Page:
The president and CEO of the Getty Trust, with the input and guidance of the Getty's Trustees, is responsible for establishing its overall direction and ensuring that everything the Getty does advances its mission. This is achieved by working collaboratively with the Getty's senior management, at the core of which are the directors of the Getty's four programs. Sometimes there are differences of opinion within the group. The CEO's responsibility is to manage those differences of opinion. The process is essential and healthy for an organization as ambitious and complex as ours.
Contrary to Mr. Knight's perception that the CEO holds all the cards, the directors of the Getty's four programs have both the responsibility and authority to operate their respective units. And it should be noted that the program directors attend and participate in all Board meetings including those where the Trustees are presented with and approve the annual budget. The Director of the J. Paul Getty Museum, for example, establishes the Museum's priorities; decides how to spend the Museum's budget, including staffing decisions; and makes decisions on acquisitions. The Trustees have established approval levels for acquisitions that apply both to the Museum director and the Trust CEO, which is prudent governance policy. It should also be recognized that in today's museum world the collections we need to build will be increasingly dependent on gifts as well as purchases and that the Museum's sister programs provide a compelling argument that the Getty can provide a level of research, conservation, and physical facilities unmatched by our competitors.
Much has been made of the question of our acquisitions budgets and how they affect the Museum Director's authority. Central to the strategic plan developed in my first year was the recognition that our operating budget was not aligned with our newly defined strategic goals which stressed the need for more funds for major acquisitions and strategic initiatives. A new fund was created, dedicated to these two priorities. It was achieved through substantial reductions in the budgets of the support departments reporting to my office and the size of the Foundation.
A comparison of the FY07 budget to the budget proposed for FY11 shows an 11% increase in the combined four programs' budgets and a 15% decrease in the Trust's support budgets, a shift that was difficult, but essential to the fulfillment of our mission, and which clearly benefitted the Museum. This is underlined by the fact that from its inception the Major Acquisitions and Strategic Initiatives Fund has provided $1.5 million for an initiative in the GCI, $728,000 for acquisitions in the GRI, and $16,862,000 for acquisitions by the Museum.
Mr. Knight has called for the Trust CEO's position to be eliminated, and for the other three Getty programs to be consolidated under the leadership of the Museum director. I believe that would be short-sighted. Each of the Getty's programs has unique responsibilities to support the visual arts locally and internationally. Frequently all four programs work collaboratively on a project, but often what the others do goes well beyond the Museum's responsibilities. Given the Getty's overall mission, this healthy tension between the Museum's priorities and those of the other three programs is an asset, stimulating new thinking and creativity that would be less likely to occur if all the Getty's activities were consolidated under the Museum director.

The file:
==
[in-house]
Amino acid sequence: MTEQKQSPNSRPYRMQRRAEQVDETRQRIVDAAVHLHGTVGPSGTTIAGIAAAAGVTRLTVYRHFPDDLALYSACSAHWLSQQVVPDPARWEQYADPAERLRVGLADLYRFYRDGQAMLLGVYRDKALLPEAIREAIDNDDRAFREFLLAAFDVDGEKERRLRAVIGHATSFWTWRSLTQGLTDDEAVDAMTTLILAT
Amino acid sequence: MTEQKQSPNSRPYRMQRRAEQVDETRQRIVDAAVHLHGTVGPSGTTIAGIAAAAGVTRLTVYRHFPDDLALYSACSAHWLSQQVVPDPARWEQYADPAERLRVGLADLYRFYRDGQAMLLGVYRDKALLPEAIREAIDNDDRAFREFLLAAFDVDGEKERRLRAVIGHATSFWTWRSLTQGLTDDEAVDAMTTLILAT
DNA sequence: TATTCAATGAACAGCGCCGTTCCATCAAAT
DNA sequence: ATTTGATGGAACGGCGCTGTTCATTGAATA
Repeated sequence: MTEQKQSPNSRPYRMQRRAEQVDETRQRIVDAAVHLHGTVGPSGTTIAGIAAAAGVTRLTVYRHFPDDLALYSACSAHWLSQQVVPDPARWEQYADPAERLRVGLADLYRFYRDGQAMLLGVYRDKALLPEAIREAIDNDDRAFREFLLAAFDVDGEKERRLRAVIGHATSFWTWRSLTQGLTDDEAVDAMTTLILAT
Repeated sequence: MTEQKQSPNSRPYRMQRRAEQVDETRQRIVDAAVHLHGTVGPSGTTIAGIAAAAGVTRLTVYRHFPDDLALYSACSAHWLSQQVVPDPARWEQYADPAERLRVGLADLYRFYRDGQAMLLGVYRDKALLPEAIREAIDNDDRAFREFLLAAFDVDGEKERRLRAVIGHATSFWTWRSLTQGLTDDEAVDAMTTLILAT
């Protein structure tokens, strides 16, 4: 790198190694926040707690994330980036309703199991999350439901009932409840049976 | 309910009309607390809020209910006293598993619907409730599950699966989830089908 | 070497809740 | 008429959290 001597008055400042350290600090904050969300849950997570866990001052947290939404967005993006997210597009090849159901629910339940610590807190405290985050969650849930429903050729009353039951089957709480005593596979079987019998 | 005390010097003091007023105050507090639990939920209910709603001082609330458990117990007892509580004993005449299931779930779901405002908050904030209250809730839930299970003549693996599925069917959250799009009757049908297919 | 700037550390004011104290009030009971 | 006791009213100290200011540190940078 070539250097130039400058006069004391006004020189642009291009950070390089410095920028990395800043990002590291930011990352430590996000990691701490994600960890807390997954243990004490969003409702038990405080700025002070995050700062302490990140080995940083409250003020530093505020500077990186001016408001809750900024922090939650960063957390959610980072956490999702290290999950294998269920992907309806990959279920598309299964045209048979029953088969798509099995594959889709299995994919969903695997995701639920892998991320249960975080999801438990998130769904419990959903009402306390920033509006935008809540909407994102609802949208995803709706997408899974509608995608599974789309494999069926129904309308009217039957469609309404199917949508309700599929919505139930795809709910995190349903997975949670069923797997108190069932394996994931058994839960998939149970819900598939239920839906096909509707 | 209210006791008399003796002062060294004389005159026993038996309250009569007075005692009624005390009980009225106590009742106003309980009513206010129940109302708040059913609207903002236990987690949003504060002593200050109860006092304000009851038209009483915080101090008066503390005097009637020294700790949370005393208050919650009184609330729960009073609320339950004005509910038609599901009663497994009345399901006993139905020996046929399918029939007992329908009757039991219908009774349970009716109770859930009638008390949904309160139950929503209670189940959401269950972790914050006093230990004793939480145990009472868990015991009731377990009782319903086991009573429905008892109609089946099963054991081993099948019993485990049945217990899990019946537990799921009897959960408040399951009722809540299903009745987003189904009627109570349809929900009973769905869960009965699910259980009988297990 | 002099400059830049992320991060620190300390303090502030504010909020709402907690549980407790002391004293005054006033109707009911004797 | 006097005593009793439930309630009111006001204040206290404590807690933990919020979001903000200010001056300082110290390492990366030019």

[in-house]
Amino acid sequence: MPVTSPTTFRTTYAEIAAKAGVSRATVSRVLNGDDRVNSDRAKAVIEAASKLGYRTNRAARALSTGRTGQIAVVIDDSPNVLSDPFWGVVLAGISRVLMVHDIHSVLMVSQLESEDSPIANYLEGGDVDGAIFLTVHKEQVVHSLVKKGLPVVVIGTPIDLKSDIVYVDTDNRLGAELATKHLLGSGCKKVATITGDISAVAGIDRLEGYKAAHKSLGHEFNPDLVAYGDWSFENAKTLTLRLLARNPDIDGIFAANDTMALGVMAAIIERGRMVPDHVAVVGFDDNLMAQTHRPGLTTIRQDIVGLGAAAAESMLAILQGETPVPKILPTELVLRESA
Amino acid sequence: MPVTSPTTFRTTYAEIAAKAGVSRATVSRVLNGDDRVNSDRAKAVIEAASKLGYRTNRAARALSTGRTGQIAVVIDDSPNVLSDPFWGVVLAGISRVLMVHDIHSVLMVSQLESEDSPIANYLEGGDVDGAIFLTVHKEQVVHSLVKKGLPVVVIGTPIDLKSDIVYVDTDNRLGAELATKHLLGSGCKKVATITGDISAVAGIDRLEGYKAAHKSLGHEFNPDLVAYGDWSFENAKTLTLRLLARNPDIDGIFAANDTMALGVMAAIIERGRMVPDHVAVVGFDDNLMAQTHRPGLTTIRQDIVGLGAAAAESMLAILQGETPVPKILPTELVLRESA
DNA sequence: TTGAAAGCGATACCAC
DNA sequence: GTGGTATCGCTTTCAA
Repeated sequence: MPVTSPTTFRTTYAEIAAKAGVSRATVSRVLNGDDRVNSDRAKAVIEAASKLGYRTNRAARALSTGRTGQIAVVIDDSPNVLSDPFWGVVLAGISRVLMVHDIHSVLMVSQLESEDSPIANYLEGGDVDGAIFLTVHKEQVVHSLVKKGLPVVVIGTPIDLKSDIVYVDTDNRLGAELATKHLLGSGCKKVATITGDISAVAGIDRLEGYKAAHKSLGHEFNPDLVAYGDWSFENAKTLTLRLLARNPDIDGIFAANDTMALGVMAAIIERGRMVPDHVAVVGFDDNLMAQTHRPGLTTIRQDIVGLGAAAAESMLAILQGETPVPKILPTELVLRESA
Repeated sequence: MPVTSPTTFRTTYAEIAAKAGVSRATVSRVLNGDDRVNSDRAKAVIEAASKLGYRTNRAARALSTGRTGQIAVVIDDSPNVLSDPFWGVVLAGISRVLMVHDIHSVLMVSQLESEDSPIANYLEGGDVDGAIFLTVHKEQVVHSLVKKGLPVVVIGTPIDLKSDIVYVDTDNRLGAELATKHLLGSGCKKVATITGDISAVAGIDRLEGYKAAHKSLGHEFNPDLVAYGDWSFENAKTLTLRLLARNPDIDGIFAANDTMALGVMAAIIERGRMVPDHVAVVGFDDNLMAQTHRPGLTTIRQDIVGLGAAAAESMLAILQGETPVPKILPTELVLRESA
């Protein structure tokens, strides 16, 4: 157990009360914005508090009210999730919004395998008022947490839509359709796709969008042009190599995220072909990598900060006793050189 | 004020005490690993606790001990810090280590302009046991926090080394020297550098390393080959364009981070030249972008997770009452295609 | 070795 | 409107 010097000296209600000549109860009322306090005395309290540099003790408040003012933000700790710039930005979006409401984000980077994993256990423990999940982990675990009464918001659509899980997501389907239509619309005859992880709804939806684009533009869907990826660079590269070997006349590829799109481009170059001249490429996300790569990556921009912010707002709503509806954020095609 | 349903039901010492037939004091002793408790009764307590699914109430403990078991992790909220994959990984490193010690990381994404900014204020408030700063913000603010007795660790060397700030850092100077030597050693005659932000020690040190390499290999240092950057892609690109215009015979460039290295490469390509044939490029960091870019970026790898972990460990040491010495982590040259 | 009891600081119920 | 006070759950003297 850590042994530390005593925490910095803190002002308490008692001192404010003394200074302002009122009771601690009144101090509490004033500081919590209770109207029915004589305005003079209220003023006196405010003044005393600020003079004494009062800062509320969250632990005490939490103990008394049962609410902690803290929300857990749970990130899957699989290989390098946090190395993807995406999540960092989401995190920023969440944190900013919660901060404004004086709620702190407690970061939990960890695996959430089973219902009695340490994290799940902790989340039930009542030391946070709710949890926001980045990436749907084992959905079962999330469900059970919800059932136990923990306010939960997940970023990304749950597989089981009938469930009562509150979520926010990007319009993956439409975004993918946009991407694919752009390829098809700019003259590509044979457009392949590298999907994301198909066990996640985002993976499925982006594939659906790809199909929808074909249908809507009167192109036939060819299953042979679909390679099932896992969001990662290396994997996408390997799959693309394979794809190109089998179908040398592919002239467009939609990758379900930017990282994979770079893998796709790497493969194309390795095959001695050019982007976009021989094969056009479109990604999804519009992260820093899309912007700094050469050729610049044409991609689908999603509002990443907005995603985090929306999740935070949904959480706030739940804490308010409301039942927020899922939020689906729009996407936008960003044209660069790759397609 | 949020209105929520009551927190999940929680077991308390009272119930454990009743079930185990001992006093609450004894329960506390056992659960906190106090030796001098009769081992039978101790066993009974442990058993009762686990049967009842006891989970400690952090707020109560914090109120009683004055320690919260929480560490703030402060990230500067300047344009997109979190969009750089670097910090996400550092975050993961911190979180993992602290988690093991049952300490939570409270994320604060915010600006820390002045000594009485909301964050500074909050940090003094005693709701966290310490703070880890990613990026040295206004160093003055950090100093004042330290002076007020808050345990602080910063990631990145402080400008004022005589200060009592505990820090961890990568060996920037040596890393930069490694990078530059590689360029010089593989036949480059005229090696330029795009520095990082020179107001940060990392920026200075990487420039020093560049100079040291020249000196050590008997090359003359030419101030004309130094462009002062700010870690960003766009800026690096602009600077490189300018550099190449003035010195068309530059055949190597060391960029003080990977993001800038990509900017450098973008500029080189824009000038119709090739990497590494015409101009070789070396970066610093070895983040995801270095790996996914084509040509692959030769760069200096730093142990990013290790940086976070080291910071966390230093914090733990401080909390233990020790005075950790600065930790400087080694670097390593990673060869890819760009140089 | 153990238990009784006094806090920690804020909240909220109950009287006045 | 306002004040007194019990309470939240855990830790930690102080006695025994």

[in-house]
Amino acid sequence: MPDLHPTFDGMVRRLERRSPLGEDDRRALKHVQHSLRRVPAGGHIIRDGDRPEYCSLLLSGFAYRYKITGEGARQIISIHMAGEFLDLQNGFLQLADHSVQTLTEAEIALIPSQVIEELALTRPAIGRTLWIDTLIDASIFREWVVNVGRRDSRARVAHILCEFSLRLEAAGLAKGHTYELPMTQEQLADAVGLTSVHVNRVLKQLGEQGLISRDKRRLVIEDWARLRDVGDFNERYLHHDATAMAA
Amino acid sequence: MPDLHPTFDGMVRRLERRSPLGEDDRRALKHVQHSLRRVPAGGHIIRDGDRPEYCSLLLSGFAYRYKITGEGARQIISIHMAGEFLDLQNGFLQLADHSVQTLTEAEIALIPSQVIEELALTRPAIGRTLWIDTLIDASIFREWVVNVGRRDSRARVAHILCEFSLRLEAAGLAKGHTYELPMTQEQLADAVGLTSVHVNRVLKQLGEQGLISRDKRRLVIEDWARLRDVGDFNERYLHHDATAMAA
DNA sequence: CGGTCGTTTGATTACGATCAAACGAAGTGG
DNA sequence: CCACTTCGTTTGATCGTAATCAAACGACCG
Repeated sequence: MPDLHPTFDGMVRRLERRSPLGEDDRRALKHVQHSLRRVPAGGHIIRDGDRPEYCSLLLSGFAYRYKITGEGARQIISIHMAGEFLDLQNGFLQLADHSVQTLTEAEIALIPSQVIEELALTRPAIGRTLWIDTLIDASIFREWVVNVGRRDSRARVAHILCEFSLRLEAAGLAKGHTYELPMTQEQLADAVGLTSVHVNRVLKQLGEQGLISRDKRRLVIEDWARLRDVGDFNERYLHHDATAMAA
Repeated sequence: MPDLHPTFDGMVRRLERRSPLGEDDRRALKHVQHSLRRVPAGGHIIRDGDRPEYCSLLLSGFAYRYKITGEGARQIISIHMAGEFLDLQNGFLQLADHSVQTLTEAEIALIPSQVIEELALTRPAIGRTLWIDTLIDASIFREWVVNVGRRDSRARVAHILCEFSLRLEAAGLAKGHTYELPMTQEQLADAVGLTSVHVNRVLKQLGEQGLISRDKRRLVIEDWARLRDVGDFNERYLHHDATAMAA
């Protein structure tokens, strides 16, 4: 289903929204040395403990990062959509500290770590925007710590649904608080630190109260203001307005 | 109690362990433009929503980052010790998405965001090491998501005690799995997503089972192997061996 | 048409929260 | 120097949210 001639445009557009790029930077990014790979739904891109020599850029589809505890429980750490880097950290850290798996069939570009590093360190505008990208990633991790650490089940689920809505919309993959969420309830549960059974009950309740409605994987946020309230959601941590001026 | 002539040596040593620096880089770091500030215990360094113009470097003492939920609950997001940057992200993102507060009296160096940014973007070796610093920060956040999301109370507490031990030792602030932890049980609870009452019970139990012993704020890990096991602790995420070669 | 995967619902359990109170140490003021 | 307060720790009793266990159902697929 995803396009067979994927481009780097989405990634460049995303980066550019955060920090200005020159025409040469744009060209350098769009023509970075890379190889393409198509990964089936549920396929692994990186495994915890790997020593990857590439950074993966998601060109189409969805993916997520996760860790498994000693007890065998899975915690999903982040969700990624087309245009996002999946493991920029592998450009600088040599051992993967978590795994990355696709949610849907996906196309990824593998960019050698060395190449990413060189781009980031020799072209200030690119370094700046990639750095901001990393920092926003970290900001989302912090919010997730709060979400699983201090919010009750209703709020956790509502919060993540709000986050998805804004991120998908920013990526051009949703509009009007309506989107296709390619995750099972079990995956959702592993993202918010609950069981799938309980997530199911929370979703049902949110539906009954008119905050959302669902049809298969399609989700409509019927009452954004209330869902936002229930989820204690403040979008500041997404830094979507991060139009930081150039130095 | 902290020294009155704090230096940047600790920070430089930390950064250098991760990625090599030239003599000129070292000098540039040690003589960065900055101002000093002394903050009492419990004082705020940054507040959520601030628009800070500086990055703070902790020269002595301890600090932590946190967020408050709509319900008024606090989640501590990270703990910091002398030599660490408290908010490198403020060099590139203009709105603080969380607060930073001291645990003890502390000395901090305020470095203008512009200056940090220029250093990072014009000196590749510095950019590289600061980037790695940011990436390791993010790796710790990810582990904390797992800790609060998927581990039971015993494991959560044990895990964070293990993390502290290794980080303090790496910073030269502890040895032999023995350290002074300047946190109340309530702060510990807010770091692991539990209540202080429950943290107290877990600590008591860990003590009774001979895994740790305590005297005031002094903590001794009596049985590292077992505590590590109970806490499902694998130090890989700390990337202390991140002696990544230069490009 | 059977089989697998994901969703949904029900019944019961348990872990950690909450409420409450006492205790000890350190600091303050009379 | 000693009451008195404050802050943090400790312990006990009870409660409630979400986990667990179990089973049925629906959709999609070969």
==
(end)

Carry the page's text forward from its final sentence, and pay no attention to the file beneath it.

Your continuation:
Mr. Knight seems to believe that the Getty is remote from involvement in Los Angeles because it has engaged in far-flung initiatives while not investing in the growth of the Museum's permanent collection. To the contrary, the Getty is deeply involved in Los Angeles, even as it supports the arts internationally. In fact, given the Getty's financial resources and the expertise of its programs, we believe the Getty has a particular obligation to serve our community and to encourage collaboration between Los Angeles' many visual arts institutions. On average over 80% of our annual budget is spent in Los Angeles. The major project entitled "Pacific Standard Time: Art in LA 1945-1980" underlines that point. This unprecedented series of exhibitions that will occur at over 40 museums in Southern California and featuring the work of Los Angeles artists in the post World War II period will open in the fall of 2011. A project of this magnitude, led jointly by the Getty Foundation and Getty Research Institute, with participation by the Museum and the Getty Conservation Institute, and made possible by over $10 million in funding by the Foundation, is a unique undertaking that I believe makes a contribution as important to Los Angeles as the parallel growth of our permanent collections. Surely the Getty can and should do both.
Yes, the Getty could contract to a more traditional museum structure. However, would that meet the unique challenge and opportunity presented by J. Paul Getty's extraordinary bequest and satisfy the ambition that has built our four core programs and their unsurpassed professional staffs? I have no doubt that the correct answer to this fundamental question is no.
Photos: James Wood (top); Michael Brand. Credits: Rick Loomis/Los Angeles Times; Mel Melcon/Los Angeles Times (Brand).